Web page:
D.C. Tourism Up 11% Since 9/11
Area Drew Nearly 19 Million Visitors Last Year
Washington's tourism has rebounded since the Sept. 11, 2001, terrorist attacks, tourism officials said. More than 18.75 million visitors traveled to Washington last year, nearly 11 percent more than three years ago.
William A. Hanbury, president of the Washington D.C. Convention and Tourism Corp., said the economic upturn and new convention center have helped.
The National World War II Memorial and the National Museum of the American Indian also have been big draws, he said.
Washington ranks No. 4 on the list of most popular U.S. travel destinations, according to a national survey by the Travel Industry Association of America.
Mayor Explains Vacillation on 3rd Term
'Spectrum of Views' on Reelection Cited
Mayor Anthony A. Williams has a new explanation for those conflicting signals he has been giving about whether he'll seek reelection next year: "Whenever someone's in an undeterminate state, you're going to get a spectrum of views."
Williams (D) made the comment after a Bloomberg News Service report quoted him as saying that he was leaning against seeking a third term.
That was just his mood at the time, he said, warning against reading too much into it. "Some days I'm leaning one way, some days I'm leaning another. That's part of being in an undeterminate state."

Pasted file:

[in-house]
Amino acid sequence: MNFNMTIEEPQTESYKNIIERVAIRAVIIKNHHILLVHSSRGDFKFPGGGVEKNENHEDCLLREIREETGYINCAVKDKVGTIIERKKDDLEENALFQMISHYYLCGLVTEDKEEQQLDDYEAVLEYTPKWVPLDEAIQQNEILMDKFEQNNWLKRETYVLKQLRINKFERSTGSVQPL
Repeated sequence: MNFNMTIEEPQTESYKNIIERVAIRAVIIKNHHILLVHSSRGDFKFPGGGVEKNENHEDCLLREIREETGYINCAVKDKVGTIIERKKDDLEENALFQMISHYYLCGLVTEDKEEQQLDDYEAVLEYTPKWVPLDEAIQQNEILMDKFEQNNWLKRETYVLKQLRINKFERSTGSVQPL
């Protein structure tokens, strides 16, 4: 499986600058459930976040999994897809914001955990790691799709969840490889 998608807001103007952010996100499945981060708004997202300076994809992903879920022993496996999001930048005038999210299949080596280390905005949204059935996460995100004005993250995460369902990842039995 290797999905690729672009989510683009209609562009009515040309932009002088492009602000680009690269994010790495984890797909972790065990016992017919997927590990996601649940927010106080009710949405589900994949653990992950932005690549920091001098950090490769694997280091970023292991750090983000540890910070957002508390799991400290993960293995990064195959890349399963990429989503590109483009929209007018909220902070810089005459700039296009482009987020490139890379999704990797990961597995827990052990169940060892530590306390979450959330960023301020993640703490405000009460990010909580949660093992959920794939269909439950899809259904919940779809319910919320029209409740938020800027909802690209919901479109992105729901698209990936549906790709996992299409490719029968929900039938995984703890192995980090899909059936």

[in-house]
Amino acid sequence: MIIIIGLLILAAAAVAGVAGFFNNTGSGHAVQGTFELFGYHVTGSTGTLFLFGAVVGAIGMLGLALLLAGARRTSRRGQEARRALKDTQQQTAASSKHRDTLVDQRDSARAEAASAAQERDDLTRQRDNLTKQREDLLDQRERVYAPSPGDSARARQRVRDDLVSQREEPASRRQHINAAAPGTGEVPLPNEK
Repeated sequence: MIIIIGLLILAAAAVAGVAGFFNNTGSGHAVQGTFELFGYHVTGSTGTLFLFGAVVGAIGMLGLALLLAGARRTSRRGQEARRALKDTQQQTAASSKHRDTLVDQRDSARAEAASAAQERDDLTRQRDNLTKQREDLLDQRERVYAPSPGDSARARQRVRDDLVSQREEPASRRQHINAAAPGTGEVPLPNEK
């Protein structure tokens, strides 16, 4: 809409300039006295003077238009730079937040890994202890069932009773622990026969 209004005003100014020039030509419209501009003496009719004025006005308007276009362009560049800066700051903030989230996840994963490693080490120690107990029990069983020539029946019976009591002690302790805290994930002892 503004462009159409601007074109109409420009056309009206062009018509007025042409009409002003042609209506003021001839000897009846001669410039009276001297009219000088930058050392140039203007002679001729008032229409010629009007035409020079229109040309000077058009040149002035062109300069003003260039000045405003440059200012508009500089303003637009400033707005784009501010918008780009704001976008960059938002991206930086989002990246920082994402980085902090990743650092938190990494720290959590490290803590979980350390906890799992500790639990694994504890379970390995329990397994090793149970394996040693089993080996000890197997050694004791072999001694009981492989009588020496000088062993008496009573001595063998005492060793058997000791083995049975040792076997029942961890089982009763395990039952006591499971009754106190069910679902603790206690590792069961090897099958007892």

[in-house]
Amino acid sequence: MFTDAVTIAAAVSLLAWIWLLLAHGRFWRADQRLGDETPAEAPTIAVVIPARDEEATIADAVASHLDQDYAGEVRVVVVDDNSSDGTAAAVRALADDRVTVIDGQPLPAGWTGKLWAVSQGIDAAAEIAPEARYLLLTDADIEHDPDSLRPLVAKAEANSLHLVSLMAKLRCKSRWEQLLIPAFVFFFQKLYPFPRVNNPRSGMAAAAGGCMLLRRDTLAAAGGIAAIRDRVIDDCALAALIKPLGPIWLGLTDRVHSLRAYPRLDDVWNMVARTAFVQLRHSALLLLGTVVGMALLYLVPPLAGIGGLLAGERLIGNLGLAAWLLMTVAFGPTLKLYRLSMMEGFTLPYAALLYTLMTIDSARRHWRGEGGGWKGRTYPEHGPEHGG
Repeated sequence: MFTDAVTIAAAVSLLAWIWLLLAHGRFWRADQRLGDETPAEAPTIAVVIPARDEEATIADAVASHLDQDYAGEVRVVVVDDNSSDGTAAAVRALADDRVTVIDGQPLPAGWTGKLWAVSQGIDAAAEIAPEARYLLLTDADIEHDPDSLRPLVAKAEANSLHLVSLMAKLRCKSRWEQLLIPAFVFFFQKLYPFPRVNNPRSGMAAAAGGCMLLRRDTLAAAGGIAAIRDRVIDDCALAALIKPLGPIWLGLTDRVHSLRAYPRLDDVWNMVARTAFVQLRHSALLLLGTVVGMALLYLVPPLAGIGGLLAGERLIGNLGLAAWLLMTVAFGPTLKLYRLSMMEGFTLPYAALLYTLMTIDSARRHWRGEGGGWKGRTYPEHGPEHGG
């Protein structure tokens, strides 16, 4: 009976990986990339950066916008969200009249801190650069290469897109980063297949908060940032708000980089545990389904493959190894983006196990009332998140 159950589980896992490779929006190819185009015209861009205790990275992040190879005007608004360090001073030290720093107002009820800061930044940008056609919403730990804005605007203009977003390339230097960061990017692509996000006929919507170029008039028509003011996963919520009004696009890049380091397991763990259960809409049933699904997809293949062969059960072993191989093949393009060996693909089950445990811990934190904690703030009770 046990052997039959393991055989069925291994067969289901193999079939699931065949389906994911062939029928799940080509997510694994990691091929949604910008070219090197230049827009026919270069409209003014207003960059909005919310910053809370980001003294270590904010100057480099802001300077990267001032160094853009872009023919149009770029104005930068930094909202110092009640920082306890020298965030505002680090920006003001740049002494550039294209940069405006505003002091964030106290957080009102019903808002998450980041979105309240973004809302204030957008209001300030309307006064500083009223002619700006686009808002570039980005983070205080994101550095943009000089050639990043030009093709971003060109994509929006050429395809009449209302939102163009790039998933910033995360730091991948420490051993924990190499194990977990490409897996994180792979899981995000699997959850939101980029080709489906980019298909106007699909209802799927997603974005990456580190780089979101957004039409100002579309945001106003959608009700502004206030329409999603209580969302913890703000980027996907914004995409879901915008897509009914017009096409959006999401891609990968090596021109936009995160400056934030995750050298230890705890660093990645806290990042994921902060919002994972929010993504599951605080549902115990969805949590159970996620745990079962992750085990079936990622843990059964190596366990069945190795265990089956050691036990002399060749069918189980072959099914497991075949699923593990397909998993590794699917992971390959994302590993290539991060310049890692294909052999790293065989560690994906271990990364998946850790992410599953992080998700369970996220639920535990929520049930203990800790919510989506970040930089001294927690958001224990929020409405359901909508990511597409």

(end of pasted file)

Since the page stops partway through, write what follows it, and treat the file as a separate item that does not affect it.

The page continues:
City's AIDS Support Is 'Far Short'
Study Blames Understaffing, Poor Coordination
The D.C. government is falling "far short" of meeting the needs of people who have HIV and AIDS, according to a report by the D.C. Appleseed Center for Law and Justice.
The study found the city's efforts badly understaffed, poorly coordinated and lacking, especially for youths and other at-risk groups. City officials said they will form a task force to push for improvements.
Bioterror Grants Not Tracked Properly
Half of $3.6 Million Is Unspent, Audit Says
The D.C. Department of Health failed to properly track $3.6 million in federal grants meant to prepare hospitals for a bioterrorism attack, a federal audit found. Nearly half the money -- awarded since 2002 -- has gone unspent, the audit reported. Gregg A. Pane, Health Department director, said the city is working to get back on track and has not lost any of the federal aid.
The report comes after another federal review found that the Health Department failed to spend about half of $24.5 million in federal grants awarded since 1999 for public health preparedness.
Broader Stadium Development Sought
5 Additional Acres Being Considered
Planners want to expand the reach of development beyond the 20-acre area for the baseball stadium in Southeast Washington, moving toward creating a ballpark district that would feature restaurants, stores, commercial buildings and residential units.
Additional land being considered includes 3.2 acres owned by Metro north of the planned stadium and at least two acres east of First Street that are owned by the D.C. Water and Sewer Authority.
Bridge Mishap Snarls Traffic
Police Cite Truck Driver on Kenilworth
Motorists in the eastern part of the city endured gridlock Tuesday after a truck hauling a backhoe on Kenilworth Avenue NE scraped chunks of concrete that morning from the Eastern Avenue overpass.
Authorities spent hours examining the bridge before reopening a stretch of Kenilworth to traffic. Police cited the truck driver. The owner of the backhoe said the equipment was loaded improperly.